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Cheap Knives: Why The 440A Craze?

Discussion in 'General Knife Discussion' started by Stargater, Oct 30, 2017.

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  1. 22-rimfire

    22-rimfire Gold Member Gold Member

    Nov 20, 2005
    I prefer US made stuff too and generally am willing to pay for it. Hence I am a big fan of GEC slippies. As you know I am a total fan of the Vic SAKs (but they are foreign made.....). Haven't owned an Imperial in a long time, basically since I was a kid.

    I only own a few Rough Riders. They were trial balloons for me and I was pleased. On the other hand, I periodically will buy a Frost slippie just to "see again" and basically nothing changed.
  2. Hickory n steel

    Hickory n steel Gold Member Gold Member

    Feb 11, 2016
    I have maybe 2 and I've found both to be just fine.
    one is a steel warrior ( I think cobra ) small lockback, and the other being a bulldog mini saddlehorn trapper.
    I said maybe because the bulldog Is Definitely a step above and could have been made by rough rider.

    Btw I also prefer US made, but in general I think I really just prefer non Chinese made. They can make good stuff, but I'm sure you know what I mean I just don't see them the same way.
    Last edited: Oct 31, 2017
  3. Gaston444


    Oct 1, 2014

    This is not the video you need to form an opinion about how knife steels compare.

    This is.

    Frotier76 and bucketstove like this.
  4. craytab

    craytab Gold Member Gold Member

    Jan 26, 2012
    Another PSA for the new folks. Gaston gets all his info from cliff stamp who was banned from here for being a detriment to this community and insulting everyone here including the forum owner. Don't listen to him either.
    palonej, hexenjager, marcinek and 3 others like this.
  5. Roguer


    Jan 5, 2015
    440A is used in dive knives because of its properties. It may have to be sharpened a bit more I find more than other knives but my 440A OKC Mark III dive knife still a great knife for use around the watery crafty thingies.
  6. jbmonkey

    jbmonkey Platinum Member Platinum Member

    Jun 9, 2011
    i actually like and respect cliff stamp......wonder if cliff has the knives illustrated 440c vs. cpm steel mule tests from 1998 or 99.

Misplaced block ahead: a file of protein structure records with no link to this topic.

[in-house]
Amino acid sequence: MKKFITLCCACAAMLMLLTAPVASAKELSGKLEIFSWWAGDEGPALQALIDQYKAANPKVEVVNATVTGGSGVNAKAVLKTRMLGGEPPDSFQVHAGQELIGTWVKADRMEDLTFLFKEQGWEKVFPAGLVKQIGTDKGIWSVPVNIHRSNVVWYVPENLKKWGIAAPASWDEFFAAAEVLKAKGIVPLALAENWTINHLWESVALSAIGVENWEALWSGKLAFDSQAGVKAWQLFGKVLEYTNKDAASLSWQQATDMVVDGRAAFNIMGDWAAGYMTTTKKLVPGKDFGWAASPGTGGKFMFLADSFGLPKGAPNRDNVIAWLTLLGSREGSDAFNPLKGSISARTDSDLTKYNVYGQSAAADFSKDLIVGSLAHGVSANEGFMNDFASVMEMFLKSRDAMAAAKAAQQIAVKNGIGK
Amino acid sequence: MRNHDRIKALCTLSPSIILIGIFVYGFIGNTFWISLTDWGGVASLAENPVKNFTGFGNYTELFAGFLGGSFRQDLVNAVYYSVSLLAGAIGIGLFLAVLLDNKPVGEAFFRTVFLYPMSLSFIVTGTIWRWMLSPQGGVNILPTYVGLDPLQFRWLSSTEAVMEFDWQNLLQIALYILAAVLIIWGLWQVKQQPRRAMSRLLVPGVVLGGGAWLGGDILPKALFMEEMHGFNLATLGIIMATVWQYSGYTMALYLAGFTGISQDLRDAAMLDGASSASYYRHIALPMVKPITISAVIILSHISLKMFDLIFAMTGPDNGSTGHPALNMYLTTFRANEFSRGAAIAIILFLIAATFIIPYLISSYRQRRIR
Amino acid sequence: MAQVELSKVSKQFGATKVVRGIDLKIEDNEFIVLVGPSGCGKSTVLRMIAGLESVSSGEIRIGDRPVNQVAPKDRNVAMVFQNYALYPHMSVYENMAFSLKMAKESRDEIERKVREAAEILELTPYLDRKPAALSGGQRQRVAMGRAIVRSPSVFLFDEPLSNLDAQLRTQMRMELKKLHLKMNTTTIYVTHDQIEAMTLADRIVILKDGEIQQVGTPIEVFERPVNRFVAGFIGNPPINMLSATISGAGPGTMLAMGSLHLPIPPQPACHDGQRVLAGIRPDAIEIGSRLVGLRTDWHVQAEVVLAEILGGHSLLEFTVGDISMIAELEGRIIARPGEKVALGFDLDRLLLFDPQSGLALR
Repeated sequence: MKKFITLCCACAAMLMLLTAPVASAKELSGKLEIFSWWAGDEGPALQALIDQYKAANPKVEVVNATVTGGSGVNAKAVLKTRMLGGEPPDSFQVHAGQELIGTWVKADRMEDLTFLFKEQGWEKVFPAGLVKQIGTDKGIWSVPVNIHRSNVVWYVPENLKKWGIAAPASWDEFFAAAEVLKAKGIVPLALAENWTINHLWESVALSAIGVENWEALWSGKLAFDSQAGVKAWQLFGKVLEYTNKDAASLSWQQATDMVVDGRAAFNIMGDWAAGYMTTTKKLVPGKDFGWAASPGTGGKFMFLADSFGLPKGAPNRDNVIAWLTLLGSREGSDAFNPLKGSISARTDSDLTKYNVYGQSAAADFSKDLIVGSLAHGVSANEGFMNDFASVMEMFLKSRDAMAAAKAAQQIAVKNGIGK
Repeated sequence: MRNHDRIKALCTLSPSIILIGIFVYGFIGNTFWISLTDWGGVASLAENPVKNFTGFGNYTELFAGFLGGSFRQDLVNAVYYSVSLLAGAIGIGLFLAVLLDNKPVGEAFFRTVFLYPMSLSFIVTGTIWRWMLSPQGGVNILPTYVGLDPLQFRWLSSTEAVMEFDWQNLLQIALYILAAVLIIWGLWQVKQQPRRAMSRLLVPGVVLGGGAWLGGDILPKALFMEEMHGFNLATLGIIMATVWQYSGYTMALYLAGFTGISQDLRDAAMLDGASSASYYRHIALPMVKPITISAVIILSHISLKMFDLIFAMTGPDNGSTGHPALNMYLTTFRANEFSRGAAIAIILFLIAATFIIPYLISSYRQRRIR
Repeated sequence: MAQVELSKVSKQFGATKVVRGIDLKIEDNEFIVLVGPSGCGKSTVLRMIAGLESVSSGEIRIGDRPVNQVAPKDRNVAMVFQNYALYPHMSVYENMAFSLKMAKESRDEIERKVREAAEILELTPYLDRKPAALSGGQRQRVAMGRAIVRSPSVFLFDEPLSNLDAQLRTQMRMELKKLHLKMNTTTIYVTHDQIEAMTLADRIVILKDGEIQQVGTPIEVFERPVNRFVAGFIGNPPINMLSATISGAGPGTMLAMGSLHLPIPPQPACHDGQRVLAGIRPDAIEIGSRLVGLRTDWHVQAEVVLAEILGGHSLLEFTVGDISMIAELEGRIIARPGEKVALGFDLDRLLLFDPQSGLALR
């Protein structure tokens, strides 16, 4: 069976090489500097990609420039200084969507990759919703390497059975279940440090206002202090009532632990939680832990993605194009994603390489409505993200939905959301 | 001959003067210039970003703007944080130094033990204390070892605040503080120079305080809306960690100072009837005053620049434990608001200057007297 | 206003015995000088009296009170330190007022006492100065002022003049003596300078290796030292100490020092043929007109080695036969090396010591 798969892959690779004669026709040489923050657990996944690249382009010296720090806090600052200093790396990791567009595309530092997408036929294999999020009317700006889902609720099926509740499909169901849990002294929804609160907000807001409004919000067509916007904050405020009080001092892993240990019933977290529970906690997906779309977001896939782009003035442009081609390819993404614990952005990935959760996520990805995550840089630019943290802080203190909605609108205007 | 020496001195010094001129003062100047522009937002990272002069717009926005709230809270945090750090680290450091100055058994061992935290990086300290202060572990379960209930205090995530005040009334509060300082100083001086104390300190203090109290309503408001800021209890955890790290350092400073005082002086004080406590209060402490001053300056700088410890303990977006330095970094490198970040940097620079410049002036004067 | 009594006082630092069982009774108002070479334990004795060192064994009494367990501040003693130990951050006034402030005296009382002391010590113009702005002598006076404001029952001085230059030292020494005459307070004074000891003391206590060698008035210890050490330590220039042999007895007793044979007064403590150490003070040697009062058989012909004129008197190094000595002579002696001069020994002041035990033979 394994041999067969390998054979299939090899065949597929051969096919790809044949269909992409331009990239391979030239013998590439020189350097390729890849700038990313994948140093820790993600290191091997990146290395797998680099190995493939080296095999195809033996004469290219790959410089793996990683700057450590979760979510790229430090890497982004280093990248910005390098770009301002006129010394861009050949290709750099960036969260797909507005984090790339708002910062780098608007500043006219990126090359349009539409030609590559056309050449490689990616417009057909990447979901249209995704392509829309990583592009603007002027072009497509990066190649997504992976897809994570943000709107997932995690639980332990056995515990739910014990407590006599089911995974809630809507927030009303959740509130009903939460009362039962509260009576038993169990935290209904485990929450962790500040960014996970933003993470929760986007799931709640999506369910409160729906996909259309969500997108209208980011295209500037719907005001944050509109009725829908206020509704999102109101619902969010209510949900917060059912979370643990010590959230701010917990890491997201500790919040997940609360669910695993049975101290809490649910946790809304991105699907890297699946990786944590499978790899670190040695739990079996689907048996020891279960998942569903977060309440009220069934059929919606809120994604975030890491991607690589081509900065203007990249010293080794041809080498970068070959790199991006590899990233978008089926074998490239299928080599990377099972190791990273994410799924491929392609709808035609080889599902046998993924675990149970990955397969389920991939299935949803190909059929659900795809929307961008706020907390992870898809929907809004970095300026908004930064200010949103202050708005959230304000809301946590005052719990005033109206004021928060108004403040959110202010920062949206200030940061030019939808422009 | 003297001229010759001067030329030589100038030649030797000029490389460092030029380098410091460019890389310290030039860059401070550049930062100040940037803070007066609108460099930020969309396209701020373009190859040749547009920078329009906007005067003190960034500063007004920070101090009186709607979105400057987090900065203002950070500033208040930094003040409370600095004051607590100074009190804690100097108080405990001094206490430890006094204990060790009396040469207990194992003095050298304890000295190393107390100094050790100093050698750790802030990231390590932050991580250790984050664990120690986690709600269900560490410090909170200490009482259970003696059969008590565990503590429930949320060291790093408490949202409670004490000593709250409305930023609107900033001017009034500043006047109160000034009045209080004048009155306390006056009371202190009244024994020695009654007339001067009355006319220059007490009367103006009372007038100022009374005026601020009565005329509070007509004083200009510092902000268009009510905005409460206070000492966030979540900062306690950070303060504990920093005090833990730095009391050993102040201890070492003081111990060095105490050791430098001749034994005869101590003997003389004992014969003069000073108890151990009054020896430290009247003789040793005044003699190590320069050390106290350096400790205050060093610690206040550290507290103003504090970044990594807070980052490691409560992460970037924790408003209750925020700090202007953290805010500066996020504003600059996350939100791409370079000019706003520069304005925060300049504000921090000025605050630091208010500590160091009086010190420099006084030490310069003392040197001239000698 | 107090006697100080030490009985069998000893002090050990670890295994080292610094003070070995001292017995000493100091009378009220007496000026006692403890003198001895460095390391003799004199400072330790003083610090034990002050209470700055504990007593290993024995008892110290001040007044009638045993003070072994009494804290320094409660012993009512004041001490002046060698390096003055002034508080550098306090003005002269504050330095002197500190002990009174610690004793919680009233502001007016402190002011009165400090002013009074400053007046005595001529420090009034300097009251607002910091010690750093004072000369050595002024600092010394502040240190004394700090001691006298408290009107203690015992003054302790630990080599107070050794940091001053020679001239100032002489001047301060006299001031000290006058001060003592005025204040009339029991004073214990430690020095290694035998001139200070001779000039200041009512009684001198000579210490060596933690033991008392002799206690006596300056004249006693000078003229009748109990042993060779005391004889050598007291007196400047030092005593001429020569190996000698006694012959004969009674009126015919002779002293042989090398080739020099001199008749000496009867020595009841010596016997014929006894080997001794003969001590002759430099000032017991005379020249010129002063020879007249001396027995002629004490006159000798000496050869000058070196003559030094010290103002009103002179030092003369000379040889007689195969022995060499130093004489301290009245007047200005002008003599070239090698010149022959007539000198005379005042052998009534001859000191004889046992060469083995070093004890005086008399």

btw for those interested i did contact knives illustrated, they havent gotten back to me yet. bet their scratching their heads on my request to purchase that issue if it exists.:)
    palonej, Cursum Perficio and craytab like this.
  7. knarfeng

    knarfeng senex morosus moderator Staff Member Super Mod Moderator

    Jul 30, 2006
    I remember when Spark banned Cliff. Craytab's post is reasonably accurate as to why.
    I agreed with some things Cliff posted. Not all, by a long shot.

    Since the article in question was said to be about S30V, and S30V was not produced until Nov 2001, you might need to change the parameters of your query with Knives Illustrated.

    "Phil Wilson". You tell me something that HE said, and you have my attention.
  8. knarfeng

    knarfeng senex morosus moderator Staff Member Super Mod Moderator

    Jul 30, 2006
    So, a few thoughts about the original question.

    440A is used because then the company can advertise "440 Steel". There are roughly a gazillion regular knife users for every knife knut. Most of those non-knife-knuts recognize the term "440 Steel", even if they are clueless as to what that actually means. Using "440" steel is essentially an advertising ploy. "420 steel" means Zip-a-Dee-Doo-Dah to them.

    However, for decades 440A was the most common choice for stainless steel used by American knife companies. Camillus used it in the vast majority of their stainless knives. Schrade called it "Schrade +" and used it in their Uncle Henry knives and on their other lines up until the late '90's when they switched to 420HC. Schrade is said to have heat treated their 440A to 58HRC. And at that hardness it performs pretty decently.

    IMO, 440A holds an edge better than 420HC does when both are hardened to the same hardness. Rough Rider and Case both harden their blades to ~55HRC. RR uses ~440A and Case uses 420HC. RR holds an edge longer in my experience.

    So, if 440A actually holds an edge better, why do many companies now use 420HC instead of 440A? Because 420HC is cheaper to process into knife blades. You can fine blank 420HC and crank out the blades at a tremendous rate. 440A does not flow well enough in the annealed state to fine blank well. That makes 440A much more expensive to process. Processing cost is a MUCH higher percentage of the cost of a knife than is blade steel material cost.

    It's really hard to find anyone who produces 440A at high hardness today. IMO, partly because 440A has gotten a bum rap because so many companies run it soft.

    Does CPM steel, 440C, D2, etc hold an edge better than 440A, even 440A at 58HRC? Of course they do. But 440A, even when run at 55HRC, holds an edge well enough for most non-knife-nut people in their daily use. And for the non-knife-knut, that's all that matters.

    As to why you can't put an edge on 440A compared to 420HC, how hard did that knife company run the 440A? How complete was their quench during heat treat? Are the two edge geometries the same? Cutting performance is more than alloy choice. Heat treat and edge geometry are more important.
    palonej, 731Chopper, whp and 4 others like this.
  9. Planterz

    Planterz Gold Member Gold Member

    Mar 26, 2004